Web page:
Once Upon a Time - LOST's Heir Apparent

Robert Carlyle is a huge reason to watch Once Upon a Time
In just one and a half seasons, the earnest ABC fantasy serial Once Upon a Time has transcended my mediocre expectations. It is not a great show, but a lovable one. It's not deep, but it's clever. It has fostered a tender, balanced relationship between its writers, actors and audience resembling something fluid, like a collective fan fiction experiment. It knows and loves its audience and understands its own quirky brand well enough to keep that audience. For a number of reasons, Once Upon a Time mirrors another hugely popular ABC show from a few years ago. That's no accident.

Right after LOST ended, Once (which languished in dev limbo for a decade while its writers cut their teeth on LOST and other shows) was pitched as a successor at the right time. Post-apocalyptic snooze-fests like Terra Nova, Flashforward, Alcatraz and Revolution were also unveiled in the post-LOST scramble to fill that void. They were all pitched as ambitious ensemble serials that would gradually establish cool mythologies and mysteries. Unfortunately, in the desperate struggle to emulate LOST's success before viewers tuned out, most of these shows ran too fast too soon, choking and tripping on their own wheel-spinning bloat. Writers of these big budget epic shows spent too much time shoving characters and mysteries down viewers' throats in as few episodes as possible. As a result, these LOST copycats (Flashforward in particular) became deadly boring, unfocused disasters almost immediately.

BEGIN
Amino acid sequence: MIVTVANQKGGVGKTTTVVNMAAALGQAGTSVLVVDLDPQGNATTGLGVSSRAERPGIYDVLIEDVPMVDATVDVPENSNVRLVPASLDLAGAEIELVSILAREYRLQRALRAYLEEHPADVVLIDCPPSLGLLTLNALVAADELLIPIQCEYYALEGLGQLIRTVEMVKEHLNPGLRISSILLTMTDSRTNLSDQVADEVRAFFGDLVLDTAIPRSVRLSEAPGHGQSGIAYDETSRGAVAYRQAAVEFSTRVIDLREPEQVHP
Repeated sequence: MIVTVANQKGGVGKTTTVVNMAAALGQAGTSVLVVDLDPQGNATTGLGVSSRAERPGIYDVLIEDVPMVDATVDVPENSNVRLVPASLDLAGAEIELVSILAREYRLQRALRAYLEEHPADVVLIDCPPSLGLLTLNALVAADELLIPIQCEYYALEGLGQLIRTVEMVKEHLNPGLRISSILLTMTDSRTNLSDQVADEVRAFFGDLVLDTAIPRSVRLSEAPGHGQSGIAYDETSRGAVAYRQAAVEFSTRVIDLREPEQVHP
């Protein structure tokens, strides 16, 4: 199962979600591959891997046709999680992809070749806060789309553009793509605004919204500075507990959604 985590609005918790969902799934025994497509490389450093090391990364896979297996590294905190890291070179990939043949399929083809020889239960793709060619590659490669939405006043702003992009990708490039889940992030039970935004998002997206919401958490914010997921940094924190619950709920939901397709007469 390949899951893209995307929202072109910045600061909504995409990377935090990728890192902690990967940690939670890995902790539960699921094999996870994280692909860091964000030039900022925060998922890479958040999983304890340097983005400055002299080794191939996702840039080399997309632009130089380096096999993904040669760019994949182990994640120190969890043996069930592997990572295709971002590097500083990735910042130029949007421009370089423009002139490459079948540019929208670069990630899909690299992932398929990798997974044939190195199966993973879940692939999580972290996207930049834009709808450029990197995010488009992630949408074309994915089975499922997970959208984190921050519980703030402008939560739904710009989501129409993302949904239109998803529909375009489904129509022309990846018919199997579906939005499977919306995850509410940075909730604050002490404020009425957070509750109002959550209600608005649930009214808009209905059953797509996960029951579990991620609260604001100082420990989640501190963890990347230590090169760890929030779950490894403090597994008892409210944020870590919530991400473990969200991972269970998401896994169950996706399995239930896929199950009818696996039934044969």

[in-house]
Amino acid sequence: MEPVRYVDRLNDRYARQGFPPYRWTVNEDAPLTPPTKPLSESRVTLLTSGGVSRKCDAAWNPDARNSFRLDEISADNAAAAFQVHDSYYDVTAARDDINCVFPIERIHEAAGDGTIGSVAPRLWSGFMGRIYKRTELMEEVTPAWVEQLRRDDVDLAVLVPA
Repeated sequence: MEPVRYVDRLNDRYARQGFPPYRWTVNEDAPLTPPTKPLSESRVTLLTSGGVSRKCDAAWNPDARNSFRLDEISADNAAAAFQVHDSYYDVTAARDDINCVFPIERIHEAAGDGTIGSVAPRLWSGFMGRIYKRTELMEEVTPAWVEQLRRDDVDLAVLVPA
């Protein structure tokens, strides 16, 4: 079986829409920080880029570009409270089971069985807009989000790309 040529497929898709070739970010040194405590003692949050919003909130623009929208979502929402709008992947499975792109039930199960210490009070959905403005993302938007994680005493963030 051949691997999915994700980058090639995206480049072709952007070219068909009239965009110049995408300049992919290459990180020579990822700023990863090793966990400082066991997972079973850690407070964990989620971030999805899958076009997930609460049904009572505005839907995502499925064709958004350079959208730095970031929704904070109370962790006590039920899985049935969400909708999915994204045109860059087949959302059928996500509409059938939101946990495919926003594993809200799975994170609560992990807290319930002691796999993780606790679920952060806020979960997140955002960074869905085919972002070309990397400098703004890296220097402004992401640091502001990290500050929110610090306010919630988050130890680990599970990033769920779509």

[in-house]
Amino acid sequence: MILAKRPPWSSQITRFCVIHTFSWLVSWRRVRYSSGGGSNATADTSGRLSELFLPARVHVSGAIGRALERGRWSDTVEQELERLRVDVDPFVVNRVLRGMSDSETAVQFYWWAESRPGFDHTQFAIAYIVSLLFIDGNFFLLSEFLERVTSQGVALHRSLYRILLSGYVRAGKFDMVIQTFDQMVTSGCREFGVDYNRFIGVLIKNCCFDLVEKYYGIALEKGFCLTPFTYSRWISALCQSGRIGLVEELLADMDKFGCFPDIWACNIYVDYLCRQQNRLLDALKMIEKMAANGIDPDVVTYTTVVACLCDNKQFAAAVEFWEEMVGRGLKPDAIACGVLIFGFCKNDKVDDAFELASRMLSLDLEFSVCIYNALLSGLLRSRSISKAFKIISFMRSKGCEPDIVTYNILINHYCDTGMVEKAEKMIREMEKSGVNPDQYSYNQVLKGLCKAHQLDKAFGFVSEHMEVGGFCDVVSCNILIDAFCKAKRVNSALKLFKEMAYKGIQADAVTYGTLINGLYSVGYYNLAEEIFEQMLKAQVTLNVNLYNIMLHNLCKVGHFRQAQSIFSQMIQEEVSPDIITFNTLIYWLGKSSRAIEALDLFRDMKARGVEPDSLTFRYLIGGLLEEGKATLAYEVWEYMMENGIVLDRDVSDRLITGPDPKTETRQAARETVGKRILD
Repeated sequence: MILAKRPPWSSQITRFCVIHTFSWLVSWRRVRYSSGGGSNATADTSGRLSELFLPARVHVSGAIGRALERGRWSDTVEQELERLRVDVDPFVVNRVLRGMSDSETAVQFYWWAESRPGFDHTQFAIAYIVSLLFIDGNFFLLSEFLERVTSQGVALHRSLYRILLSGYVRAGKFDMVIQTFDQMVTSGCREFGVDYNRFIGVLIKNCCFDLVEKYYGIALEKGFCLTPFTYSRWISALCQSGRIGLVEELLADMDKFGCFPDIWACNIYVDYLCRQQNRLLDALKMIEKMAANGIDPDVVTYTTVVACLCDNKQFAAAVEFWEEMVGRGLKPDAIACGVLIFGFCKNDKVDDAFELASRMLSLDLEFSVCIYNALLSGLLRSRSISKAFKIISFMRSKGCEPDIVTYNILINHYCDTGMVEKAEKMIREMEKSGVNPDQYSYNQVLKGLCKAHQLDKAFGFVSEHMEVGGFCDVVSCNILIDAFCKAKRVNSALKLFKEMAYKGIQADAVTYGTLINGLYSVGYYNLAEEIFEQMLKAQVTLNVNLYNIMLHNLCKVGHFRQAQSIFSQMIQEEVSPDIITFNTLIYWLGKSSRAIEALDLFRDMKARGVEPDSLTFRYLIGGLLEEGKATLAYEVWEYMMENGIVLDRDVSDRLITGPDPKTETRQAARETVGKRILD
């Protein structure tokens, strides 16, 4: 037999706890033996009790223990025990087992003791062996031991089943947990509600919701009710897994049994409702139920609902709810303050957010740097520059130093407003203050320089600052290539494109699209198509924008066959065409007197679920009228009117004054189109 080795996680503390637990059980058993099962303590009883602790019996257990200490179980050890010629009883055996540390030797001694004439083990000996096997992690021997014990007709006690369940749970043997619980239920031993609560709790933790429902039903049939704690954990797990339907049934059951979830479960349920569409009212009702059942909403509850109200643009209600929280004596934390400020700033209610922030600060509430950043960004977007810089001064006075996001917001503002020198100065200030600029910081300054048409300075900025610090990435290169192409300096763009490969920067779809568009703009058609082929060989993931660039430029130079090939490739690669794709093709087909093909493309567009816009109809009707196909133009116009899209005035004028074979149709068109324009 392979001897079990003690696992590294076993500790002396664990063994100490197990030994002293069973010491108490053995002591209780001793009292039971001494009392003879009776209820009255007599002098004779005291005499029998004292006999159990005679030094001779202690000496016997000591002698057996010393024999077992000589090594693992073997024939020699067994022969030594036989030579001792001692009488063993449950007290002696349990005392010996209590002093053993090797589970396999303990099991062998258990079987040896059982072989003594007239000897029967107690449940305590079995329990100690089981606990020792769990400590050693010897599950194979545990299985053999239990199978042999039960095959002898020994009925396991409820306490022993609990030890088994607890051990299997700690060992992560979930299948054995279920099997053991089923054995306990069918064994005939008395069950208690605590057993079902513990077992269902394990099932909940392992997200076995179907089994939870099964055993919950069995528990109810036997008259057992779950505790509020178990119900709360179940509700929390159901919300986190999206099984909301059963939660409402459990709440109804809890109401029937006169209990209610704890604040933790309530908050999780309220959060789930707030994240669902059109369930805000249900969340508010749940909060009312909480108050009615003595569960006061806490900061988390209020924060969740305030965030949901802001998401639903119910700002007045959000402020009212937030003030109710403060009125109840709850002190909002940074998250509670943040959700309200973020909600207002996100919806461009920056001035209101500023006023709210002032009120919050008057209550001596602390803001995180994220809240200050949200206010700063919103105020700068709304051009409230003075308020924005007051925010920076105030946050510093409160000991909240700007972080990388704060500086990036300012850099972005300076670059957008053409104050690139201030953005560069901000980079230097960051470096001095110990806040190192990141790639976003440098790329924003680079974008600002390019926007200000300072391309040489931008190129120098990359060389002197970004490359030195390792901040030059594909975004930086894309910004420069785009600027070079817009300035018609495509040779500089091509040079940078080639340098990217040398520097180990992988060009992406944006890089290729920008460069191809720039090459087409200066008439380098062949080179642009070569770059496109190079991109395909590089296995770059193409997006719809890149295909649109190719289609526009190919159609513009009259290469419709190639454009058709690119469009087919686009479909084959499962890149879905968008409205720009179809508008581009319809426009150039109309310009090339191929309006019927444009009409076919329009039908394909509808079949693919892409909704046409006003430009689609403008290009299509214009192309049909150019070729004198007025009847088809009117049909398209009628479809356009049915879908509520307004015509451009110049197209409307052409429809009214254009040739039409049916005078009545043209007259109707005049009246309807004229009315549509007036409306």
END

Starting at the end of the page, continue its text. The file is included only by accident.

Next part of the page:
Of all these post-LOST shows, Once Upon a Time is the one, had you asked me then, that I'd have pegged to fail first. Now, 1.5 seasons later, I'm eating crow. It's the best of all of LOST's successors, and the one most deserving of praise. It's far from a masterpiece, heck - it's not great television like Breaking Bad, Mad Men, The Wire, or House of Cards. But it's so damned lovable that none of that matters.

Once concerns a wide ensemble of broadly drawn characters inhabiting - or rather trapped in - a fictitious place and coming to grips with their former identities. Sound familiar? It should. Once's creators (and main writers) Adam Horowitz and Edward Kitsis came up with the idea before writing and producing many episodes of LOST. A third Once writer, Jane Espenson, is known for her contributions to Ronald G. Moore's updated (now with Angels! edition of) Battlestar Galactica, and cult faves Dollhouse and Buffy the Vampire Slayer. These guys know a thing or do about establishing mythology.

Once did not grab me at first. It began on such shaky wheels that I couldn't help but roll my eyes. Plot summary: an earnest young kid, clutching a book of fairy tales, tracks down his cynical long lost Mom (House's Jennifer Morrison) and brings her to a small Maine town to help her believe in magic. I know, right? Horowitz and the other writers, though, possess a keen talent: their understanding of stamping workable internal logic onto even the most ridiculous premises. Specifically, there are several tricks that Once has used from the beginning that have kept it from collapsing under its own weight.